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The Lord Chancellor moved Amendment No. 10:

Page 7, line 16, leave out ("beneficiary's interest under") and insert ("person's interest in property subject to").

The noble and learned Lord said: I have already spoken to this amendment. I beg to move.

On Question, amendment agreed to.

Clause 14, as amended, agreed to.

Clauses 15 and 16 agreed to.

Clause 17 [Application of provisions to trusts of proceeds of sale]:

The Lord Chancellor moved Amendment No. 11:

Page 8, line 37, leave out from ("to") to ("of") in line 40 and insert ("a trust of proceeds of sale of land and trustees of such a trust as in relation to a trust of land and trustees").

The noble and learned Lord said: I spoke to this amendment with Amendment No. 9. I beg to move.

On Question, amendment agreed to.

Clause 17, as amended, agreed to.

Clause 18 agreed to.

Clause 19 [Notice to beneficiaries of proposed appointment of trustee]:

The Lord Chancellor moved Amendment No. 12:

Page 9, leave out line 37 and insert ("in a case where the beneficiaries are of full age and capacity and are absolutely entitled to the property subject to the trust.").

The noble and learned Lord said: Amendment No. 12 is the first of a group of amendments which together limit the application of Part II of the Bill in response to concerns expressed at Second Reading, in particular by

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the noble Lord, Lord Mishcon. With the Committee's leave, therefore, I think it is appropriate for me to speak to that whole group, Amendments Nos. 12, 14 and 18 together.

Part II of the Bill has been seen as a source of difficulty, occasioned mainly by the fact that, as presently drafted, it applies very widely, and will accordingly apply to trusts with large numbers of beneficiaries as it does to small trusts where the beneficiaries are co-owners, with no provision for trusts to opt out. The Law Commission's original intention, evidenced by very early instructions, was that these provisions, giving a priority right to the beneficiaries to direct the trustees to appoint trustees of the beneficiaries' own choosing in certain circumstances, were intended to apply not to all trusts but only where the beneficiaries are all of full age and capacity and together absolutely entitled to the whole beneficial interest under the trust so as to be able to bring the trust to an end in any event.

Ensuring that Part II of the Bill applies only in that situation seems apt to deal with the principal area of concern and so Amendments Nos. 12, 14 and 18 each replace the present qualifying condition that the beneficiaries are ascertained as being of full age and capacity with the condition that they must be of full age and capacity and that together they are absolutely entitled to the whole beneficial interest under the trust. Amendment No. 12 does that in the case of Clause 19, Amendment No. 14 for Clause 20 and Amendment No. 18 for Clause 21. I beg to move.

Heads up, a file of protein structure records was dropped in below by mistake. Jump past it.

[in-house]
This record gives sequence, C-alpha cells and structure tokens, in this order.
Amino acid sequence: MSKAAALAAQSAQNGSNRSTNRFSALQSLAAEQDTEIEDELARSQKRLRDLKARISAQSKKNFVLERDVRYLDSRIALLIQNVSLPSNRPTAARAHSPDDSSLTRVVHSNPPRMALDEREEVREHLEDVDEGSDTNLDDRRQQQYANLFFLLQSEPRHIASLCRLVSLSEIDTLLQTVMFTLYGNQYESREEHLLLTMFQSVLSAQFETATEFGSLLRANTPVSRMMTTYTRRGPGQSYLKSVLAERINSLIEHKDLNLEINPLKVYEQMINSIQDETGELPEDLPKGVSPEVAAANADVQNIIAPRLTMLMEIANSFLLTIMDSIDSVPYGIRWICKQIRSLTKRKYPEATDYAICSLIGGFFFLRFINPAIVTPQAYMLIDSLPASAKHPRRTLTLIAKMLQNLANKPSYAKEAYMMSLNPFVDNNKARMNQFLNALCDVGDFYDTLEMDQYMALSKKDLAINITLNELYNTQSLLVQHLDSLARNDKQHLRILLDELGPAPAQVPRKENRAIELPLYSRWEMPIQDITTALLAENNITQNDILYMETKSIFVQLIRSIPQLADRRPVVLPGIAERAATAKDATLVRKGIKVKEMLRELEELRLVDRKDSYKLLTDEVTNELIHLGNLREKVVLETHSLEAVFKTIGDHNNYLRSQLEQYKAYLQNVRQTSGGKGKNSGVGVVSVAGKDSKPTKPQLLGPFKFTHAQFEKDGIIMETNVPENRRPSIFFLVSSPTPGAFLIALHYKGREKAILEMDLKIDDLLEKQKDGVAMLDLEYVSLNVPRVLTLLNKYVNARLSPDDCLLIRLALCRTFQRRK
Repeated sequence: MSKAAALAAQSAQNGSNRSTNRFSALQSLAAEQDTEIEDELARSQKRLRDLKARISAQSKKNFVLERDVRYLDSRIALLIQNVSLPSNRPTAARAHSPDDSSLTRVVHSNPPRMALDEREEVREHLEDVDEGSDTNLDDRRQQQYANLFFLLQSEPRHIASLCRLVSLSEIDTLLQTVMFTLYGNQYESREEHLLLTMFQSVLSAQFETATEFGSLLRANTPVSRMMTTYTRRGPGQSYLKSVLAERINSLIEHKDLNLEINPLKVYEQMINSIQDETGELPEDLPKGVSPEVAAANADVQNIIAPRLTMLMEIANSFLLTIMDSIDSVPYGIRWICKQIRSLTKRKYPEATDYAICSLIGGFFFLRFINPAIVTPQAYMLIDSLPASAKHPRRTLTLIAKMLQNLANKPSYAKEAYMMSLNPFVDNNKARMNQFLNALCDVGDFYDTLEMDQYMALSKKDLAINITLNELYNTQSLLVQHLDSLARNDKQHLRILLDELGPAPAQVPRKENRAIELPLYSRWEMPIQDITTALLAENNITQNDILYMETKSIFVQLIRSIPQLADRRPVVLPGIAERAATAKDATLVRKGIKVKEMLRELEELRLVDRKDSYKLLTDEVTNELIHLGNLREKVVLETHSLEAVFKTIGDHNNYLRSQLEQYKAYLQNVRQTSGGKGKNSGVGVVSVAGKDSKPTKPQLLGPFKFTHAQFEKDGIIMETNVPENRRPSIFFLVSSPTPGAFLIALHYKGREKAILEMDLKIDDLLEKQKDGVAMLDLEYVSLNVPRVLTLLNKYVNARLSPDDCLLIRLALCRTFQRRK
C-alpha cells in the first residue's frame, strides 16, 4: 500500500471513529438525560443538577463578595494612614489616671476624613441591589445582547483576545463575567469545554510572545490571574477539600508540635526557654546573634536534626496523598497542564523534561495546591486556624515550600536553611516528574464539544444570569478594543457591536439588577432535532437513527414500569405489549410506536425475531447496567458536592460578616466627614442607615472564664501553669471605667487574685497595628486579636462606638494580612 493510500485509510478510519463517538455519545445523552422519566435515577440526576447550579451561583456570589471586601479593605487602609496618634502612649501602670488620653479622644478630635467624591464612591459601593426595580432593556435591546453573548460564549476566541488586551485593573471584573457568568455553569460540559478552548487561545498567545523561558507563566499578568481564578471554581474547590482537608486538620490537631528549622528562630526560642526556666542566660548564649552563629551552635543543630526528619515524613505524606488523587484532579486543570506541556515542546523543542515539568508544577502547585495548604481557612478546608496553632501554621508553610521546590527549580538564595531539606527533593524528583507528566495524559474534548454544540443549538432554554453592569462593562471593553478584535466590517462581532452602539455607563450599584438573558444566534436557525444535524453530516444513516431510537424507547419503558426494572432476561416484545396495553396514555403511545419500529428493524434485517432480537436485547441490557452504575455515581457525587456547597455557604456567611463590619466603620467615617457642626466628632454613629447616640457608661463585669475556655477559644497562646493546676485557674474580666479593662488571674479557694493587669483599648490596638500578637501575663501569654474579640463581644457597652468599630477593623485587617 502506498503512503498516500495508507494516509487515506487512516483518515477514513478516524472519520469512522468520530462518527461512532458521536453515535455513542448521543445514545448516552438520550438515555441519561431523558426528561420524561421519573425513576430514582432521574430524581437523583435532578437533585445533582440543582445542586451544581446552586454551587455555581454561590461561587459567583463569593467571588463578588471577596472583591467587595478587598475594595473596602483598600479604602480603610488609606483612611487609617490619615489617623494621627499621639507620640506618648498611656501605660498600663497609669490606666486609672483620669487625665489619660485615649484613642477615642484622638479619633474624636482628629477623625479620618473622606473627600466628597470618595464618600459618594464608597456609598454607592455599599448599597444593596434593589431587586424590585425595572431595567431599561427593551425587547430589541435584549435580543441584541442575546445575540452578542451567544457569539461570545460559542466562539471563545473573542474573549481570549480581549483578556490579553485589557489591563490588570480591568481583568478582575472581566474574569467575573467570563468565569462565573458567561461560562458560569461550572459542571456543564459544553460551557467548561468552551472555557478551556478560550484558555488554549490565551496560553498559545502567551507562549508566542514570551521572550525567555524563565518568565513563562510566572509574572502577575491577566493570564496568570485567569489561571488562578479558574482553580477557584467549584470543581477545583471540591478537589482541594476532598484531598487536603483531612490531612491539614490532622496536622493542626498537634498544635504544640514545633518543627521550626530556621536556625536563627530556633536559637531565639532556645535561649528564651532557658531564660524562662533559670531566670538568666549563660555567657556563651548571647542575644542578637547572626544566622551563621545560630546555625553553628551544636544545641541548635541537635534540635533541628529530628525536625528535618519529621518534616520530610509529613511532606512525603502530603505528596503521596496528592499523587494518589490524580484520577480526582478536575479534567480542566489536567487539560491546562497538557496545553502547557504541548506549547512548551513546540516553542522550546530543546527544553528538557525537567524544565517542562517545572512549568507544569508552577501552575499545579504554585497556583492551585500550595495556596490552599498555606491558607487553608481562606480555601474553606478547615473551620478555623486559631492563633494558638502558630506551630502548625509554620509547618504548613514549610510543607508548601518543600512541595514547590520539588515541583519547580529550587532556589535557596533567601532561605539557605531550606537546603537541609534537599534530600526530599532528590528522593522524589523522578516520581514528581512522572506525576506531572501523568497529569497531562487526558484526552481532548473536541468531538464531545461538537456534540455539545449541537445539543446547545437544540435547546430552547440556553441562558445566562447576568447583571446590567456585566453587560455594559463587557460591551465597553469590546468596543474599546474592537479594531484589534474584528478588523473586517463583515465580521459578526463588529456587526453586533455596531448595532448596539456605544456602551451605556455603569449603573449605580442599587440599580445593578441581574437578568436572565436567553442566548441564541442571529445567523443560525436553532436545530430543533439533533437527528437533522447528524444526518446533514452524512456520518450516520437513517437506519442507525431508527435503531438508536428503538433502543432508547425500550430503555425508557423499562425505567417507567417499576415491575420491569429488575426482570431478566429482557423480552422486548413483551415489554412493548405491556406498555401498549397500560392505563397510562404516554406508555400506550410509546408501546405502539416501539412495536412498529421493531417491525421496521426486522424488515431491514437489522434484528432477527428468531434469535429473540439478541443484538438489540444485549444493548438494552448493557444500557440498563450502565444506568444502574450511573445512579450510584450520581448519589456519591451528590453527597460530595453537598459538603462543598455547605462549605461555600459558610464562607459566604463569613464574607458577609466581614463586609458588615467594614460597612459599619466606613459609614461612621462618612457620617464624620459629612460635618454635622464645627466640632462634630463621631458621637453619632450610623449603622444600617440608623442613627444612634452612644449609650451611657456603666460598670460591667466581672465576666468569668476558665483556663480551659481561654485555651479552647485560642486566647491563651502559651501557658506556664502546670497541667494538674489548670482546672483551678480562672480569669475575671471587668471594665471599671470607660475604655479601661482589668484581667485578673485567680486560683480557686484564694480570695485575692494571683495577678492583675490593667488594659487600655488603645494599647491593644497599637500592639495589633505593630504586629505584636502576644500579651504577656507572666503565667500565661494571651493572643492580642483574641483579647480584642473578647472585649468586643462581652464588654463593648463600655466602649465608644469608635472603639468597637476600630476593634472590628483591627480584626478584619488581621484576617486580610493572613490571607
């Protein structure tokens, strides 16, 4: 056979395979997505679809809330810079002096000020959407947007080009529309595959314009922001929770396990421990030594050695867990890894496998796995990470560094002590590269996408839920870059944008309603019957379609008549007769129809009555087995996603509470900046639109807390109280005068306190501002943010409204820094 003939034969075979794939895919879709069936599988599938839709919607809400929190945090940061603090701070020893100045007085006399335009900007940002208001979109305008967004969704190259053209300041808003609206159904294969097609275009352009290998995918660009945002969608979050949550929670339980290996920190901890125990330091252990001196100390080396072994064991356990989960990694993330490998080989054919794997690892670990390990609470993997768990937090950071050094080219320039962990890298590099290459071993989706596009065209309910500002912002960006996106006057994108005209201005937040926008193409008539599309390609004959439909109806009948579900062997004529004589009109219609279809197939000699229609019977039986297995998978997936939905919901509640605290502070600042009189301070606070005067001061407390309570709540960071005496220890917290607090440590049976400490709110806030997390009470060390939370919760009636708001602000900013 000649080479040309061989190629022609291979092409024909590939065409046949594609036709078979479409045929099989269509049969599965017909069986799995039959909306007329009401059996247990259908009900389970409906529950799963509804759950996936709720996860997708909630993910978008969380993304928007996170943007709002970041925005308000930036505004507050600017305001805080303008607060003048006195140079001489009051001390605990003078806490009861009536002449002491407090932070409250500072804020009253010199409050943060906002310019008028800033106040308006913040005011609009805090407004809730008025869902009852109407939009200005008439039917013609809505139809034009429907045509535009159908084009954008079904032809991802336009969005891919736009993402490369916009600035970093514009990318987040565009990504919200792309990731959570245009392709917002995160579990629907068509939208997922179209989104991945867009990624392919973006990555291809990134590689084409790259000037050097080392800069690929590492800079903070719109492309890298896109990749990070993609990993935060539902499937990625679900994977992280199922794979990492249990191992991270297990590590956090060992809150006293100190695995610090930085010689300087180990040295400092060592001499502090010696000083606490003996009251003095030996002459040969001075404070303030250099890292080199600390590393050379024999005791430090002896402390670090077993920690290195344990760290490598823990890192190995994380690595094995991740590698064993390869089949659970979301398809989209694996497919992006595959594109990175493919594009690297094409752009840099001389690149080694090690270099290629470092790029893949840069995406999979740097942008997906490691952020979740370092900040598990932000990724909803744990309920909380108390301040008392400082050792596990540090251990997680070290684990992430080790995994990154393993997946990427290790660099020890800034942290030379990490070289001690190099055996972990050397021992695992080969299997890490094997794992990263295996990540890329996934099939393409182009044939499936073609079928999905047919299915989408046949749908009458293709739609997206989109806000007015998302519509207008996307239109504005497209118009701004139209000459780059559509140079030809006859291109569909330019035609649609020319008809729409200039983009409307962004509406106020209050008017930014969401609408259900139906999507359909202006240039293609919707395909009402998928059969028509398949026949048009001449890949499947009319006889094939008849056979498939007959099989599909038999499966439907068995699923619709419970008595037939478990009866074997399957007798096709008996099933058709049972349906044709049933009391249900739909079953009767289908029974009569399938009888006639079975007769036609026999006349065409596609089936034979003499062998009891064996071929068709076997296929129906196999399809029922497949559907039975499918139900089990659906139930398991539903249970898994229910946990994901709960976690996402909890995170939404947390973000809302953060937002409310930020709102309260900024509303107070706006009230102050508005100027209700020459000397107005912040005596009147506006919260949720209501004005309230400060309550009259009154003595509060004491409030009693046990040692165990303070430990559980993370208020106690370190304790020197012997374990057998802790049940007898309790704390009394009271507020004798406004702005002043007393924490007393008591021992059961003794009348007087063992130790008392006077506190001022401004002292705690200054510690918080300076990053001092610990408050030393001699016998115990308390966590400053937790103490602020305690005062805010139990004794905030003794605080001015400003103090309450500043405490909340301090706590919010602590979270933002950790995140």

Lord Mishcon: I hope the noble and learned Lord will not regard my comments as anything other than gratitude for what has been done. They are an attempt to point out something that may have been overlooked.

The wording requiring that the beneficiaries,

    "are of full age and capacity and are absolutely entitled to",
the trust property is, in substance, identical to wording in Clause 6(2). It is believed that the intention in Clause 6(2) is that each of the beneficiaries in question must be absolutely entitled, so that if there are several beneficiaries it must be on the basis of concurrent interests; that is, as joint tenants or tenants in common. But in Clauses 19, 20 and 21--I am assuming for this purpose that my next attendance at the Dispatch Box fails to cut out Clause 19 from the Bill--the beneficiaries' interests need not be concurrent so long as together they account for the entire beneficial interest, with no other parties being actually or potentially interested.

If that is correct, the noble and learned Lord may on consideration feel that it is unsatisfactory that effectively the same expression should be used in two places in the Bill with different meanings. I respectfully ask that the Government consider coming forward on Report with an amendment to clarify that matter; for example, inserting the word "together" before the words "absolutely entitled" into the amended wording now proposed.

The Lord Chancellor: I am grateful for those comments and will obviously wish to consider them

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carefully. I am particularly grateful for the drafting suggestion, which I shall commend to those advising me. In the meantime, I believe the noble Lord is agreeable that the amendment should be made part of the Bill, subject to further consideration.

On Question, amendment agreed to.

7.45 p.m.

On Question, Whether Clause 19, as amended, shall stand part of the Bill?

Lord Mishcon: As I understand the intention behind Part II of the Bill, which we have now reached, it is to reverse a 1948 court decision--Re Brockbank, Ward v. Bates [1948] Ch206--that, even if beneficiaries are together absolutely entitled to trust property and therefore able to put an end to the trust, they cannot control the appointment of trustees without bringing the trust to an end. The problem is that the bringing of the trust to an end may have adverse tax consequences and thus be a high price for the beneficiaries to pay for securing a change in the trusteeship.